The United States is facing a liquor shortage ahead of the holiday season due to the supply chain crisis — and states with government liquor stores are rationing their inventory.
Container ships are waiting to unload in the Los Angeles and Long Beach ports as labor shortages in the United States and COVID-19 lockdowns in Asia create shipping bottlenecks. Despite President Biden’s decision to keep the Port of Los Angeles open “24 hours a day, seven days a week,” the crisis has persisted.
Indeed, many economists expect the problems to last for several months. The United Nations Conference on Trade and Development said that high consumer demand and supply-side constraints — such as “container ship carrying capacity, container shortages, labour shortages, continued on and off COVID-19 restrictions across port regions and congestion at ports” — could lead to price hikes through 2023.
As detailed in an NBC News report, the bottlenecks affect the availability of liquor and other beverages throughout the United States. The outlet highlights Jacquin’s — a distillery in Philadelphia — and its efforts to supply consumers with eggnog throughout the holidays.
“The caps have been one of my biggest fears with the supply chain. It typically would be a four-to-six-week lead time when all is well. That has been extended to four to six months,” explained manager Jim Logan.
He explained that if one component is missing, “We cannot produce… even if we have the product. So then you’re talking about dumping product down the drain.”
Stifel chief economist Lindsey Piegza told NBC: “When we look at prices, we’re seeing in many cases double-digit gains in everything from gasoline to corn feed to lumber. Really [we’re] seeing inflation hit a thirty-year high.”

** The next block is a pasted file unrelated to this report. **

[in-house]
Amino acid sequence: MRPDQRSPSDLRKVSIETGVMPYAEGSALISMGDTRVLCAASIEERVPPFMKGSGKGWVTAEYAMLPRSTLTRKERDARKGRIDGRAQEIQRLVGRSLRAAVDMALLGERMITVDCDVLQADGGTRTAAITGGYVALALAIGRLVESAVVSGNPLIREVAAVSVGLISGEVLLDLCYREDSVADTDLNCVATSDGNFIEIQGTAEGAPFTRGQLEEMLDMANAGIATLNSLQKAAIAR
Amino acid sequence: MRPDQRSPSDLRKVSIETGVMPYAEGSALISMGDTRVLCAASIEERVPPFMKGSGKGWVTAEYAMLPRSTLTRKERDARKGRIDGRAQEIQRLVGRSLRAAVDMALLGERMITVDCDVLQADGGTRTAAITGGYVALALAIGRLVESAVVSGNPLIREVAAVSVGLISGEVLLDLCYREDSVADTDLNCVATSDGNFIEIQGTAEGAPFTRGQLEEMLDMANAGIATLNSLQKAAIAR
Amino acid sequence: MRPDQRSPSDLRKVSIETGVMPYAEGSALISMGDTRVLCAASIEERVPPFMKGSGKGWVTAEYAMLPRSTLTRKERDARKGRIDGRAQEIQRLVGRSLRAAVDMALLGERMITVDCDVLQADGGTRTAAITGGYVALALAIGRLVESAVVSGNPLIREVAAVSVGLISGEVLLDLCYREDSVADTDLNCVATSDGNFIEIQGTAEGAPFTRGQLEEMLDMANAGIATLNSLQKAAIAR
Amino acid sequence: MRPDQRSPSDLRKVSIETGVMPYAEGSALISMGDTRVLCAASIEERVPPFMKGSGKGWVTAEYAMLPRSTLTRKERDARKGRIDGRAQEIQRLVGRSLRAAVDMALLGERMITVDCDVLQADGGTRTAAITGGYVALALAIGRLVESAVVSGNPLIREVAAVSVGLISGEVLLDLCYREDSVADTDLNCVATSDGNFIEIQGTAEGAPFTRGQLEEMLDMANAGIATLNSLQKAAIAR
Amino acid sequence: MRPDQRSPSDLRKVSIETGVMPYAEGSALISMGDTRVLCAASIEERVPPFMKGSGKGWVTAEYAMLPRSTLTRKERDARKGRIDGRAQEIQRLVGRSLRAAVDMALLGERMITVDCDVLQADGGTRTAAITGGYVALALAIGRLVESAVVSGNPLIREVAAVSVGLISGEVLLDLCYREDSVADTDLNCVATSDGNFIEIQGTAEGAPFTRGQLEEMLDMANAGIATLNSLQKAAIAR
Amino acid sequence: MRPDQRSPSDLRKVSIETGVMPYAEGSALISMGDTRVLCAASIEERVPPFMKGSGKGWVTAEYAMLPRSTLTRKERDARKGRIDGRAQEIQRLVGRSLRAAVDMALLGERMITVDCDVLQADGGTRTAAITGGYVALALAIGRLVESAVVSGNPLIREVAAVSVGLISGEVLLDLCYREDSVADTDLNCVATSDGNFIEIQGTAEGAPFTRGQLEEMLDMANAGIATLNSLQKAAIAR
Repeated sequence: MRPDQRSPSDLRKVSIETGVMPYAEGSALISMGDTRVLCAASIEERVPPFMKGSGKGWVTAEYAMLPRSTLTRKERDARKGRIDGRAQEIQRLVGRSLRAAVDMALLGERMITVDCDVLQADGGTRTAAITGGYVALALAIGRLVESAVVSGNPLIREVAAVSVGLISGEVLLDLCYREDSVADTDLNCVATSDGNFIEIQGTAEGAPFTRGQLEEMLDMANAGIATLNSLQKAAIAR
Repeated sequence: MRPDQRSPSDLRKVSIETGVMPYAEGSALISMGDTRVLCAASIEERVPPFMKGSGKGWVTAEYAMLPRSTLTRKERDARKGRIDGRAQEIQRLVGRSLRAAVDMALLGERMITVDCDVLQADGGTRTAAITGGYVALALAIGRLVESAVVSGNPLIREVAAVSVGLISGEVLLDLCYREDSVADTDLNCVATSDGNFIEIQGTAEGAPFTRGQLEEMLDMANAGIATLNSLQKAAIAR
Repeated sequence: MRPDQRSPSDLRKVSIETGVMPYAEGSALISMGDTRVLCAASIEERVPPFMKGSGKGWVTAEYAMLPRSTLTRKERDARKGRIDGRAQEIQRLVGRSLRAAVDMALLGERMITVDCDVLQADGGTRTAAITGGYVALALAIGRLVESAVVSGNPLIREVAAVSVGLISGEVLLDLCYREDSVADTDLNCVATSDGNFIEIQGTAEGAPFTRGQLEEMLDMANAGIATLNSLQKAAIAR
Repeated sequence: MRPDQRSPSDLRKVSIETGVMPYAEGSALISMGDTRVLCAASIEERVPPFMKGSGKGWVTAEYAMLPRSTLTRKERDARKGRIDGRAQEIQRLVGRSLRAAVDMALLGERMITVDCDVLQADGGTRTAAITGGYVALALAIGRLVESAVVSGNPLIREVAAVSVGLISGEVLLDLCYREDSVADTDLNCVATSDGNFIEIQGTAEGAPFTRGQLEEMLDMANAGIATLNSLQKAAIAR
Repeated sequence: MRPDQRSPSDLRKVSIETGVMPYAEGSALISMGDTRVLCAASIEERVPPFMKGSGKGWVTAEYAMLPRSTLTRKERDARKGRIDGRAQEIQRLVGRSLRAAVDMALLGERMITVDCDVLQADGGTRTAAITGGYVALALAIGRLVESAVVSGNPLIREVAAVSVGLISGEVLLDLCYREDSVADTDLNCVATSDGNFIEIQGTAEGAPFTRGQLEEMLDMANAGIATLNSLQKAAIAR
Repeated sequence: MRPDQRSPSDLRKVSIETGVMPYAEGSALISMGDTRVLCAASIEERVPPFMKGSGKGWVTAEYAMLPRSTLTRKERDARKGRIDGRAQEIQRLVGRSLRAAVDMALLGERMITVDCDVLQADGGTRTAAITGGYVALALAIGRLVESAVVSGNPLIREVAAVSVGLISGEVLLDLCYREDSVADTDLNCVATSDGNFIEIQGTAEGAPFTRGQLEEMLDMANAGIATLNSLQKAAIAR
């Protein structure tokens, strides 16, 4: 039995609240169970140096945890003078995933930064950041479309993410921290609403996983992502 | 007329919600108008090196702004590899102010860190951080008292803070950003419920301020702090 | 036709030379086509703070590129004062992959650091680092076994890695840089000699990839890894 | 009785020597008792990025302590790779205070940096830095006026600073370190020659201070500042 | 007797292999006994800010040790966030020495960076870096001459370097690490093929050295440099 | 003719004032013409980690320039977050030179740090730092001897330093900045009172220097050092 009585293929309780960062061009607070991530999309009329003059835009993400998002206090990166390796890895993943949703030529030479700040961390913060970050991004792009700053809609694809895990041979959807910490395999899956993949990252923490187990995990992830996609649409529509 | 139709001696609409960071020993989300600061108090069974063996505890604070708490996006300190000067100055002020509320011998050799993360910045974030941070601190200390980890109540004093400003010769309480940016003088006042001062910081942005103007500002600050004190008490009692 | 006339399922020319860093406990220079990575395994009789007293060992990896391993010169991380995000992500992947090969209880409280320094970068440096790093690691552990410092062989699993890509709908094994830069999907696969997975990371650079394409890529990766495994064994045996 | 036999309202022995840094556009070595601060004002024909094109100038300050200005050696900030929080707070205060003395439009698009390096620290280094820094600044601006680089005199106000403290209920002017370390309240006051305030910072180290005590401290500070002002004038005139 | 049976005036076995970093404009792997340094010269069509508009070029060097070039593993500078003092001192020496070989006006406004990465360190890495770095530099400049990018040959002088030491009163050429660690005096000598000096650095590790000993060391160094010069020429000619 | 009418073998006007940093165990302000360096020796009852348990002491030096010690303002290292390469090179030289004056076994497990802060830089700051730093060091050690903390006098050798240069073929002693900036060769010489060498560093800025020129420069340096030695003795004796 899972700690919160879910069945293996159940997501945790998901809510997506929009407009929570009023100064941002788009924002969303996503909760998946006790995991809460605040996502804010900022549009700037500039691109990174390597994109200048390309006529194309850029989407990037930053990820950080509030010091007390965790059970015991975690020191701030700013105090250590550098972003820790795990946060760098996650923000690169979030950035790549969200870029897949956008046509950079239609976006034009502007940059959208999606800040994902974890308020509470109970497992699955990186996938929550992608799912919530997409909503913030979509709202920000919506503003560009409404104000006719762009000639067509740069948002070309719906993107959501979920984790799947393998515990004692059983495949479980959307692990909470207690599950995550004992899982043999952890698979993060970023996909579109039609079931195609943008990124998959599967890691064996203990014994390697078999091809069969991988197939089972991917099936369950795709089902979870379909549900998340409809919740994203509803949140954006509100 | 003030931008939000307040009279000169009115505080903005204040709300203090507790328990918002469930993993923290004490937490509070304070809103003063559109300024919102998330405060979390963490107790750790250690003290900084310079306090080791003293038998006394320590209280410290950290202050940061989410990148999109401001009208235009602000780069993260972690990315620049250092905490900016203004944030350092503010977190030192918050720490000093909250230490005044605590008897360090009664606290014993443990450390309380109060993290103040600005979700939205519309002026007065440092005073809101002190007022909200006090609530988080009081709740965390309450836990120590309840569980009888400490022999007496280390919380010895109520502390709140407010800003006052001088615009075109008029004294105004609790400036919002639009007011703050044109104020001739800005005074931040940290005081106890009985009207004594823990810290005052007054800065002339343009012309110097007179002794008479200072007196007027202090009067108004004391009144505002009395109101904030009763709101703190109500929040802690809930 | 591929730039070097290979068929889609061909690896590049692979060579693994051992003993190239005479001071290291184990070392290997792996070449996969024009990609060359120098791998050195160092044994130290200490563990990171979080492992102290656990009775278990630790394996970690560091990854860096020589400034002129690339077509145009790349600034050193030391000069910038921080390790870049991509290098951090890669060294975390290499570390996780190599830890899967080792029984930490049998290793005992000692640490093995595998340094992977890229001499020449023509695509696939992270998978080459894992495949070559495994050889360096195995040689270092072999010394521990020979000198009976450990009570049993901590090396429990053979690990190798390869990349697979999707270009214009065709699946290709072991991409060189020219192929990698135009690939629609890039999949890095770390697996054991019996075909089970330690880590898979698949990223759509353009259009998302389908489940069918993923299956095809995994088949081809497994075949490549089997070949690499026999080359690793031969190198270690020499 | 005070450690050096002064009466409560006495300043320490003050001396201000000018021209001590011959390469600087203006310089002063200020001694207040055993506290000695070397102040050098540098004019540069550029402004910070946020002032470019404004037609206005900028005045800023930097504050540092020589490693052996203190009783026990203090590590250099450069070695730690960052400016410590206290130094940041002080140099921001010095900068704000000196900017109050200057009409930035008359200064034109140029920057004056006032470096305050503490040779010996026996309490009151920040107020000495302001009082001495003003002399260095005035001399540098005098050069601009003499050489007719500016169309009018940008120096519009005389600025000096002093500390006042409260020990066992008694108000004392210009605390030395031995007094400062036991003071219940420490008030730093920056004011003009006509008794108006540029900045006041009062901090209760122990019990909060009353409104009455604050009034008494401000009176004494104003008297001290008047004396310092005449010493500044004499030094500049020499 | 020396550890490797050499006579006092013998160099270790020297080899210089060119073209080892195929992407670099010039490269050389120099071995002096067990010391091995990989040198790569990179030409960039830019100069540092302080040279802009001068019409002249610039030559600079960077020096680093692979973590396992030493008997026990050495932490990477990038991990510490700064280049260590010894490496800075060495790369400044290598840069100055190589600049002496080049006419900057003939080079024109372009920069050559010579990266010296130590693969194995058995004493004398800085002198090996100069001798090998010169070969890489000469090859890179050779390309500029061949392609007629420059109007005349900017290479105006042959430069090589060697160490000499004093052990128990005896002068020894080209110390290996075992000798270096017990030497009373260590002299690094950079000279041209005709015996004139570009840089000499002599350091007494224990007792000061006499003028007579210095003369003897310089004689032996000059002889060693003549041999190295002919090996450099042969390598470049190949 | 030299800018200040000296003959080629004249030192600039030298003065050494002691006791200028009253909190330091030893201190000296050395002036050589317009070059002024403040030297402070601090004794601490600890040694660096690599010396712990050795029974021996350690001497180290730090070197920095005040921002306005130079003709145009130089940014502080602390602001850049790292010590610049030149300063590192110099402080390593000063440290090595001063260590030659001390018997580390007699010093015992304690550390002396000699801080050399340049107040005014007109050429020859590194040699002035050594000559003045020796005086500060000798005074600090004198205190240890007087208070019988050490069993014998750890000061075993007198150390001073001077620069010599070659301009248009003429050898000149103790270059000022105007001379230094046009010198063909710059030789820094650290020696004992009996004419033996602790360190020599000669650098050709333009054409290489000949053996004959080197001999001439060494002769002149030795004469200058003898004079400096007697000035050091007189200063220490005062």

Pennsylvania and Virginia — both of which have state-run liquor systems — are rationing their supply in anticipation of shortages.
“The Pennsylvania Liquor Control Board notified license holders on Thursday that two-bottles-per-day purchase limits for customers at state stores, as well as well for bars, restaurants and other license holders, will remain in place indefinitely,” reported KDKA Pittsburgh in September. “The list of rationed booze — a small fraction of the vast array of items the state liquor system sells — contains specific types of champagne, bourbon, tequila, cognac and whiskey.”
“Virginia residents might not be able to buy their favorite brand of liquor due to a shortage… As of Thursday, October 21, 2021, 189 out of 5,287 products are out of stock,” explained FOX59. “Virginia ABC said factors affecting the shortage include raw materials, the trucking industry, and congestion at major U.S. shipping ports. Another main contributor is labor shortages.”
Beyond alcoholic beverages, consumers are expected to increase their reliance upon thrift stores due to unpredictable shipping delays and limited inventory. According to ThredUp’s survey of 2,000 American adults over the age of eighteen, 52% are also worried that “popular gifts will be more expensive this year.”
Another report from CNBC suggests that Christmas trees may be in low supply.
“Consumers should buy now because by the time we get to Thanksgiving, which is a peak week for us, I think there’s going to be a lot of empty shelves,” National Tree Company CEO Chris Butler told the outlet. “We’re seeing pretty strong growth right now already versus last year and so, I do think that we’re in for a big, big season this year.”
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